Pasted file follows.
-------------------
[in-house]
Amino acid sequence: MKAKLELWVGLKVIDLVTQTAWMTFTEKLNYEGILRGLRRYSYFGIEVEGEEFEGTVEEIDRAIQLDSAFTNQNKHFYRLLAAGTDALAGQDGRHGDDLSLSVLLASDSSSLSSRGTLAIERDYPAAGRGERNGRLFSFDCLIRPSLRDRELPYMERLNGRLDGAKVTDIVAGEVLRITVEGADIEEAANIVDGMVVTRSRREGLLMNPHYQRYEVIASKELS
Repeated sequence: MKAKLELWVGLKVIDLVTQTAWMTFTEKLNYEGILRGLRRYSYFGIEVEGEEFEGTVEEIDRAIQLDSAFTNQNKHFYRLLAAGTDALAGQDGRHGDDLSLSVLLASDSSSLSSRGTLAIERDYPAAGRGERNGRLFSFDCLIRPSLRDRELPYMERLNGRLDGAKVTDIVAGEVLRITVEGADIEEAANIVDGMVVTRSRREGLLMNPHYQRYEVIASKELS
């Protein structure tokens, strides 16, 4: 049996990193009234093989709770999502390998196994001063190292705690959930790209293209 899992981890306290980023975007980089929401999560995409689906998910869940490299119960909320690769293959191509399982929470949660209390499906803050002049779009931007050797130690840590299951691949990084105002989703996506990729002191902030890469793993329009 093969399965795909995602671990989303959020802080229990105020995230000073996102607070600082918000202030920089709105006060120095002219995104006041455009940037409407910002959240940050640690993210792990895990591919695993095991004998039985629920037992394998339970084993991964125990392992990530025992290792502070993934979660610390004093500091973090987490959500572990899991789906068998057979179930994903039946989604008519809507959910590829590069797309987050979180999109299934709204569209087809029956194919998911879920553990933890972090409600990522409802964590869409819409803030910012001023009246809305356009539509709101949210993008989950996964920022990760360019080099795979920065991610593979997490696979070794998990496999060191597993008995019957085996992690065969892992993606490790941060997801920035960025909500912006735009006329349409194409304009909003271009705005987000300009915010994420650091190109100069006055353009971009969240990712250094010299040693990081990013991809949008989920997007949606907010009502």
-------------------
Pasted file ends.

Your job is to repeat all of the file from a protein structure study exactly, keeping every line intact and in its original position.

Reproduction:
[in-house]
Amino acid sequence: MKAKLELWVGLKVIDLVTQTAWMTFTEKLNYEGILRGLRRYSYFGIEVEGEEFEGTVEEIDRAIQLDSAFTNQNKHFYRLLAAGTDALAGQDGRHGDDLSLSVLLASDSSSLSSRGTLAIERDYPAAGRGERNGRLFSFDCLIRPSLRDRELPYMERLNGRLDGAKVTDIVAGEVLRITVEGADIEEAANIVDGMVVTRSRREGLLMNPHYQRYEVIASKELS
Repeated sequence: MKAKLELWVGLKVIDLVTQTAWMTFTEKLNYEGILRGLRRYSYFGIEVEGEEFEGTVEEIDRAIQLDSAFTNQNKHFYRLLAAGTDALAGQDGRHGDDLSLSVLLASDSSSLSSRGTLAIERDYPAAGRGERNGRLFSFDCLIRPSLRDRELPYMERLNGRLDGAKVTDIVAGEVLRITVEGADIEEAANIVDGMVVTRSRREGLLMNPHYQRYEVIASKELS
């Protein structure tokens, strides 16, 4: 049996990193009234093989709770999502390998196994001063190292705690959930790209293209 899992981890306290980023975007980089929401999560995409689906998910869940490299119960909320690769293959191509399982929470949660209390499906803050002049779009931007050797130690840590299951691949990084105002989703996506990729002191902030890469793993329009 093969399965795909995602671990989303959020802080229990105020995230000073996102607070600082918000202030920089709105006060120095002219995104006041455009940037409407910002959240940050640690993210792990895990591919695993095991004998039985629920037992394998339970084993991964125990392992990530025992290792502070993934979660610390004093500091973090987490959500572990899991789906068998057979179930994903039946989604008519809507959910590829590069797309987050979180999109299934709204569209087809029956194919998911879920553990933890972090409600990522409802964590869409819409803030910012001023009246809305356009539509709101949210993008989950996964920022990760360019080099795979920065991610593979997490696979070794998990496999060191597993008995019957085996992690065969892992993606490790941060997801920035960025909500912006735009006329349409194409304009909003271009705005987000300009915010994420650091190109100069006055353009971009969240990712250094010299040693990081990013991809949008989920997007949606907010009502």